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Skills or personality: which is more important in recruitment?

When it comes to talent acquisition, one of the biggest challenges facing businesses is finding candidates who strike a balance between the right skills and the right personality.

For HR professionals and managers the world over, the dream situation is to stumble across a candidate who combines all the necessary hard skills with a personality that perfectly aligns with the company culture.

In reality, however, candidates who display both factors in abundance are rare especially for businesses operating in candidate-short talent markets. Managers are often forced to choose between those who have the necessary technical skills and those who fit the culture and the vision of the company.

This challenging reality has a number of implications for a business. For example, if a candidate is recruited for their skillset without sufficient consideration of their cultural fit, the candidate could thrive in the short-term but become disillusioned in the long-term.

The right balance between cultural fit and skill-set is vital. A successful hire can help boost a company’s bottom line, enhance company culture, and ultimately attract better quality candidates in the future. On the other hand, the consequences of making the wrong hire can cause lost productivity, lower morale, and the substantial financial costs of finding a replacement.

Recruiting for skills

According to LinkedIn data, there are 50,000 professional skills in the world.

Candidates with all the right skills on their CVs are noticed immediately by recruiters and managers. A savvy candidate will incorporate the most up-to-date keywords and tailor their past experience to the role to which they’re applying.

Though hard skills can be taught, the most sought-after of these skills are becoming increasingly specialised and often require years of experience. The same LinkedIn data found that the hard skills that companies need most in 2019 include:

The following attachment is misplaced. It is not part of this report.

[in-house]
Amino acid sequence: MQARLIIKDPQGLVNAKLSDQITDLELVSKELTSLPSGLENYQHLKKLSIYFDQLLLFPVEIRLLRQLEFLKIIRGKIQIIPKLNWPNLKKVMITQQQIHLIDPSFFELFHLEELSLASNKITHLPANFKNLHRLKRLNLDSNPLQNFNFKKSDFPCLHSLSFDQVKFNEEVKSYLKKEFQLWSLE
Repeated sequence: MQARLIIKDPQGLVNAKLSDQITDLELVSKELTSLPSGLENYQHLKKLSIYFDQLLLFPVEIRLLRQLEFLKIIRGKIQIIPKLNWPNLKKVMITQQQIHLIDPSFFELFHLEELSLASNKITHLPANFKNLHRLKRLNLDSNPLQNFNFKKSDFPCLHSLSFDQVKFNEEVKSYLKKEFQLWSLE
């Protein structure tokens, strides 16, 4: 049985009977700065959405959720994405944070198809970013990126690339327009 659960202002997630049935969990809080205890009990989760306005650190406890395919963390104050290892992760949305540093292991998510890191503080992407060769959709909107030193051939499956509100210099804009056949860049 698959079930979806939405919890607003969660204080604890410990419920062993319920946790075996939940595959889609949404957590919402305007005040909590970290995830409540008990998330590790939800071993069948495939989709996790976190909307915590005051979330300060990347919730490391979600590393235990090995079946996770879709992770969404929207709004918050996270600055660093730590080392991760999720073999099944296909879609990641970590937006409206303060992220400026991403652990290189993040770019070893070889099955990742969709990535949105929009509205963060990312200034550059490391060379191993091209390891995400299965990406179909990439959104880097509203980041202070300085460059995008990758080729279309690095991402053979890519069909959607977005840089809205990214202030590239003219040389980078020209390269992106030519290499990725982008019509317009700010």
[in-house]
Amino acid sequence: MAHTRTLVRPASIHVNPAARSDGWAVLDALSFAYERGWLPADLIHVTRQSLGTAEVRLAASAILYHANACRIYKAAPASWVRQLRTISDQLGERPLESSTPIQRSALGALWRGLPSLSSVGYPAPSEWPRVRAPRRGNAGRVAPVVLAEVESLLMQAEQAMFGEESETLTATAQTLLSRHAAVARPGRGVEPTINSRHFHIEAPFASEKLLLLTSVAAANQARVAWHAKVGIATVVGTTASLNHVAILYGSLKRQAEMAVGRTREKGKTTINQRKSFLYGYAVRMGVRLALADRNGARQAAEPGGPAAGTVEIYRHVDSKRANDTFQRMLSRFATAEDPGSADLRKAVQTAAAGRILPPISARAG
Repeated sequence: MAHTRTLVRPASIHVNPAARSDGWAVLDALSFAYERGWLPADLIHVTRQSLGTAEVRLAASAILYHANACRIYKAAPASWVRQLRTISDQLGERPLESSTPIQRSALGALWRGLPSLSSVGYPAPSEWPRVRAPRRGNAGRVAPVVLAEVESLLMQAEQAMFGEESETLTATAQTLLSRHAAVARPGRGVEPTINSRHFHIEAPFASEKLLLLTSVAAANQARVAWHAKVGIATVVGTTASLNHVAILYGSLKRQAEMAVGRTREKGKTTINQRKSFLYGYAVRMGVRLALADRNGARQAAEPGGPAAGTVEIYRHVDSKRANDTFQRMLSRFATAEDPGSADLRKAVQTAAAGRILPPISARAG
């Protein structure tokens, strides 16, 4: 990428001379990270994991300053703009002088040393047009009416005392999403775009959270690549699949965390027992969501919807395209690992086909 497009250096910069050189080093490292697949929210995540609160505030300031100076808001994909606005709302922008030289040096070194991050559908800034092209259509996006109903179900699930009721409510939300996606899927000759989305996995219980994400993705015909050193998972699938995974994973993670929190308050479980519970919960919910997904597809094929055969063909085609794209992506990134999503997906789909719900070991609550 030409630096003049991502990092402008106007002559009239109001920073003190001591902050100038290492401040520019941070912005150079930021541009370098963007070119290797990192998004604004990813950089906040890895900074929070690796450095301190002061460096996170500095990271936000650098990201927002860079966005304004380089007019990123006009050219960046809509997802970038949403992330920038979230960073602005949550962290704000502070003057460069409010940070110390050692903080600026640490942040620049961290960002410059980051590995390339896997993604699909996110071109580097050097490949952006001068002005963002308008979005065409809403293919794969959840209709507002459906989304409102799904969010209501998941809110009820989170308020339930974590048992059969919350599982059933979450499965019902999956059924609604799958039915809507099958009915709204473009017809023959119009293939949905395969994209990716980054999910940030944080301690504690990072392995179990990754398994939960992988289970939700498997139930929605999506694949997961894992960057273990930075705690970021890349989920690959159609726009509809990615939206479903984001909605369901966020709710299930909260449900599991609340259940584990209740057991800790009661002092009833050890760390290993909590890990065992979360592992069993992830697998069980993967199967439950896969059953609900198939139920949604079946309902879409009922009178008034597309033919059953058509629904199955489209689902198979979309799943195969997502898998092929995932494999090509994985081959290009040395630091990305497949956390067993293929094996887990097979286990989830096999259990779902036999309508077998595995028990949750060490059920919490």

• Cloud computing
  • Artificial intelligence (AI)
  • Analytical reasoning
  • People management
  • UX design
  • Data science
  • Mobile application development
  • Video production
  • Digital marketing
  • Sales leadership
  • Translation
  • Audio production

Many of these desired skills mirror technological progress made in the fields of AI and machine learning, with the inclusion of UX skills highlighting the strategic importance of optimising digital experience. As such, companies recruiting for high-tech positions are likely to opt for expertise over personality.

However, with values-driven millennials making up the largest generation in the workforce and more businesses placing a greater emphasis on workplace harmony, recruiting by skillset alone seems like an increasingly short-sighted approach.

As we enter the Fourth Industrial Revolution, technology is evolving so rapidly that hard-earned technical skills can quickly become redundant without ongoing learning and development. Even the most experienced people need to update their skills.

Managers, therefore, should aim to keep abreast of technological and societal changes and factor this into their recruitment strategy.

Recruiting for personality

The OED defines ‘personality’ as “the combination of characteristics or qualities that form an individual's distinctive character.”

Broken down, this can be interpreted as the beliefs, principles or standards of behaviour that define a person’s conduct — in other words, it’s their judgment of what is important in life.

Beliefs define how people behave, what they stand for, and what is intrinsically important to them. Beliefs also develop early in life but can change depending on the vagaries of a person’s experience.